Influenza is a contagious, widespread viral infection that affects the respiratory system. Influenza affects nearly 5 million people and causes 250,000 to 500,000 deaths annually. The virus mutates rapidly, making it difficult to produce a long-term vaccination and therefore an annual vaccination must be developed. Currently, influenza vaccines are produced mainly using chicken egg-based techniques which is costly and can take up to six months to produce. New techniques are being developed to move away from egg-based techniques including the use of virus like particles (VLPs). VLPs maintain the structure and complexity of the virus it mimics but without the genome present making them non-infectious and safe for vaccinations. The use of VLPs also allows for the expression of more than one protein and strain. This means, all four envelope proteins of influenza can be expressed along with multiple strains. More than two type A strains can be produced in one single vaccination. This new technology presents a way to develop influenza VLPs using yeast cells. This system allows efficient and cost effective production of VLPs that can then be used for a vaccination. Additionally, the system can be adapted to produce and engineer vaccines for other viruses.
Novel Method for Producing Influenza Virus Like Proteins in Yeast Cells
The influenza VLP is produced in yeast by overexpressing the four envelope proteins of influenza. The VLP is assembled at the plasma membrane and then the yeast cell wall is removed allowing for the release of the particles from the spheroplast. These can then be harvested for further use. These particles have been verified and tested in in vitro assays. The production of VLPs from spheroplasts in yeast has been utilized successfully in the production of HIV VLP. The technology herein differs in the ability to express multiple proteins, utilization of inducible promoters, and a differing chemical in the production of the spheroplasts. There are current influenza VLPs produced using insect and plant cells but this technology provides the first influenza VLP produced in yeast. Yeast cut down on production costs and times compared to that of insect and plants due to a shorter growth period. The use of this method could allow for influenza vaccines to protect against more circulating strains. This technology is not only attractive to pharmaceutical companies that produce influenza vaccines but other vaccinations as well.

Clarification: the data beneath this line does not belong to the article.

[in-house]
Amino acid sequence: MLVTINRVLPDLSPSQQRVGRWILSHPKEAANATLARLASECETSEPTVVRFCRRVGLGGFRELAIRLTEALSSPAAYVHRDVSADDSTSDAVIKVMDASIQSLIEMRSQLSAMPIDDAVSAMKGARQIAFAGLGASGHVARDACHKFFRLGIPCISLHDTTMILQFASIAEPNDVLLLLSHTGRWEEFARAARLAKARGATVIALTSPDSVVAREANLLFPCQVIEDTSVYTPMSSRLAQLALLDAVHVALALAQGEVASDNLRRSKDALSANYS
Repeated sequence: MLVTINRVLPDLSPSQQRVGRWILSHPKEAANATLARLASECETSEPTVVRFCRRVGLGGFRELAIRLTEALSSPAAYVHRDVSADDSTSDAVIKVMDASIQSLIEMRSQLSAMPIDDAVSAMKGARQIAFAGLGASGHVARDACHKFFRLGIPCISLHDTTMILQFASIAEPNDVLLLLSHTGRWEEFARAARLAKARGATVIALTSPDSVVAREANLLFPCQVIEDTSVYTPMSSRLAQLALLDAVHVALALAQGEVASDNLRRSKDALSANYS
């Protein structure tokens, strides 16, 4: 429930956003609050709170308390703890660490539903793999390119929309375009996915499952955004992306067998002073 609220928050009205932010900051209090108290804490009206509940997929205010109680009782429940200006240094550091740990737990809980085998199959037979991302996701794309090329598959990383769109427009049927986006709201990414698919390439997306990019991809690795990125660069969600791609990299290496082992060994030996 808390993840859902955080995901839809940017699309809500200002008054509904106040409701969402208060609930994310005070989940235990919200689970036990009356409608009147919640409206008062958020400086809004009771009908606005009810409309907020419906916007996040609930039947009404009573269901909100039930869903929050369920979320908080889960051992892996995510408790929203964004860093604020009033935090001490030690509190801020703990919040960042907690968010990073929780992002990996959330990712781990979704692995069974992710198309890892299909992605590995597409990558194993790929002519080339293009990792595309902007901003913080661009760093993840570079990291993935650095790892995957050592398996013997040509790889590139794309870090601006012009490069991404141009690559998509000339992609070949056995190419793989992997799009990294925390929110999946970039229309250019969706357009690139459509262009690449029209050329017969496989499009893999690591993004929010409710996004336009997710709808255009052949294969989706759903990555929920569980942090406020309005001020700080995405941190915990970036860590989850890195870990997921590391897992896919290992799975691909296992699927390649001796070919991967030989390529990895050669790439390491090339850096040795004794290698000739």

- Production of influenza vaccine
- Engineering and production of other viral vaccines
- High-throughput tool to explore host-pathogen interactions and recognition
- Improve R&D efficiency and effectiveness
- Save production time
- Decrease costs
- Reliable large-scale production
- Multiple strain production in one vaccine
- Multiple protein expression over just HA protein